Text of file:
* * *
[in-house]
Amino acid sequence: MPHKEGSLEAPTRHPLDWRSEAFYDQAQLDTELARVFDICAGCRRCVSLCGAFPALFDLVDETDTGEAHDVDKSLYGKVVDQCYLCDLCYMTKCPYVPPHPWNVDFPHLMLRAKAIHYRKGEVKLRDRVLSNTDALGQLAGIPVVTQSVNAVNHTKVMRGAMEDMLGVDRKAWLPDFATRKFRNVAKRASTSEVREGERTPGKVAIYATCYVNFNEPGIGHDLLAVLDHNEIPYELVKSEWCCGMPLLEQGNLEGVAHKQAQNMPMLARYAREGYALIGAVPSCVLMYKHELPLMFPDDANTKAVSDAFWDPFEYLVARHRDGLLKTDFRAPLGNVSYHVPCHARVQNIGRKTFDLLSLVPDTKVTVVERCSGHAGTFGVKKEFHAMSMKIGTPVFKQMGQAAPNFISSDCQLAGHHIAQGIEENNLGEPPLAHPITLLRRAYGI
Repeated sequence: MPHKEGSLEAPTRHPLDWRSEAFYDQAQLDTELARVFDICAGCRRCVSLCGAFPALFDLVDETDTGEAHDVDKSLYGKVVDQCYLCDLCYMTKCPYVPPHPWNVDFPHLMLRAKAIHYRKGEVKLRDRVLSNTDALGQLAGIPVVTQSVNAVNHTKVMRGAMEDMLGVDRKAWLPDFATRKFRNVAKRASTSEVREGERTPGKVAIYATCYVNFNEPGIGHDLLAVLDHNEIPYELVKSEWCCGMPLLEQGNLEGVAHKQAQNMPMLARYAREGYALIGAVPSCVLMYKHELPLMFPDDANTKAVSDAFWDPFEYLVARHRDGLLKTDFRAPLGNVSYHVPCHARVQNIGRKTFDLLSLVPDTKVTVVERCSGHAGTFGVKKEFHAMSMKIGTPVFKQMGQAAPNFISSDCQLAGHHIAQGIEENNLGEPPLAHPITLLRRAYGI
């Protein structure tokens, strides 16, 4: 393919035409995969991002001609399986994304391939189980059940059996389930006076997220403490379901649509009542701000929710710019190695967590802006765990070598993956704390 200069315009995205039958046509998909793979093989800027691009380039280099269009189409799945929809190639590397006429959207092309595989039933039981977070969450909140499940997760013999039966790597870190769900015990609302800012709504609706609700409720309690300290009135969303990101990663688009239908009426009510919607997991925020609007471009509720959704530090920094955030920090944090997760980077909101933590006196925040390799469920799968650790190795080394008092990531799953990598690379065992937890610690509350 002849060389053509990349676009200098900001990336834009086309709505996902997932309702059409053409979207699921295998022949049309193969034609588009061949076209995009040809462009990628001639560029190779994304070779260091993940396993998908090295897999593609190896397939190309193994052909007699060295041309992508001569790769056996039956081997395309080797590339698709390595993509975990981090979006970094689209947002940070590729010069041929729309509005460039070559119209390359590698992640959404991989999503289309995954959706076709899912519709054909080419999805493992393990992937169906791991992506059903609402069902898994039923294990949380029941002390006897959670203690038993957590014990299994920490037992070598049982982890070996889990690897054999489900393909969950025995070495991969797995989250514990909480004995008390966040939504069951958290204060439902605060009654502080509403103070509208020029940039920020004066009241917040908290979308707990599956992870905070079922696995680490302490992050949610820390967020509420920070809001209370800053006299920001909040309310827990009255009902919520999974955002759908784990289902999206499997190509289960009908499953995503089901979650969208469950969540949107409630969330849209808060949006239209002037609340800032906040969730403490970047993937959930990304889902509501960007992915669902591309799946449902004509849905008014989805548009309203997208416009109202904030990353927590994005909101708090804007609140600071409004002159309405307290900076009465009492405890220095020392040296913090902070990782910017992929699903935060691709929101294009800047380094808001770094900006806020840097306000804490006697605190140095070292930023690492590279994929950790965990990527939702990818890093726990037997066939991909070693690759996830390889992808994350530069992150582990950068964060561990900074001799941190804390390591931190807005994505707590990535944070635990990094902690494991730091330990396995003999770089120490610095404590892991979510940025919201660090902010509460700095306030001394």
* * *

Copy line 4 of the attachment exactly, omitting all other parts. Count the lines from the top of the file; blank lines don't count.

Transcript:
């Protein structure tokens, strides 16, 4: 393919035409995969991002001609399986994304391939189980059940059996389930006076997220403490379901649509009542701000929710710019190695967590802006765990070598993956704390 200069315009995205039958046509998909793979093989800027691009380039280099269009189409799945929809190639590397006429959207092309595989039933039981977070969450909140499940997760013999039966790597870190769900015990609302800012709504609706609700409720309690300290009135969303990101990663688009239908009426009510919607997991925020609007471009509720959704530090920094955030920090944090997760980077909101933590006196925040390799469920799968650790190795080394008092990531799953990598690379065992937890610690509350 002849060389053509990349676009200098900001990336834009086309709505996902997932309702059409053409979207699921295998022949049309193969034609588009061949076209995009040809462009990628001639560029190779994304070779260091993940396993998908090295897999593609190896397939190309193994052909007699060295041309992508001569790769056996039956081997395309080797590339698709390595993509975990981090979006970094689209947002940070590729010069041929729309509005460039070559119209390359590698992640959404991989999503289309995954959706076709899912519709054909080419999805493992393990992937169906791991992506059903609402069902898994039923294990949380029941002390006897959670203690038993957590014990299994920490037992070598049982982890070996889990690897054999489900393909969950025995070495991969797995989250514990909480004995008390966040939504069951958290204060439902605060009654502080509403103070509208020029940039920020004066009241917040908290979308707990599956992870905070079922696995680490302490992050949610820390967020509420920070809001209370800053006299920001909040309310827990009255009902919520999974955002759908784990289902999206499997190509289960009908499953995503089901979650969208469950969540949107409630969330849209808060949006239209002037609340800032906040969730403490970047993937959930990304889902509501960007992915669902591309799946449902004509849905008014989805548009309203997208416009109202904030990353927590994005909101708090804007609140600071409004002159309405307290900076009465009492405890220095020392040296913090902070990782910017992929699903935060691709929101294009800047380094808001770094900006806020840097306000804490006697605190140095070292930023690492590279994929950790965990990527939702990818890093726990037997066939991909070693690759996830390889992808994350530069992150582990950068964060561990900074001799941190804390390591931190807005994505707590990535944070635990990094902690494991730091330990396995003999770089120490610095404590892991979510940025919201660090902010509460700095306030001394």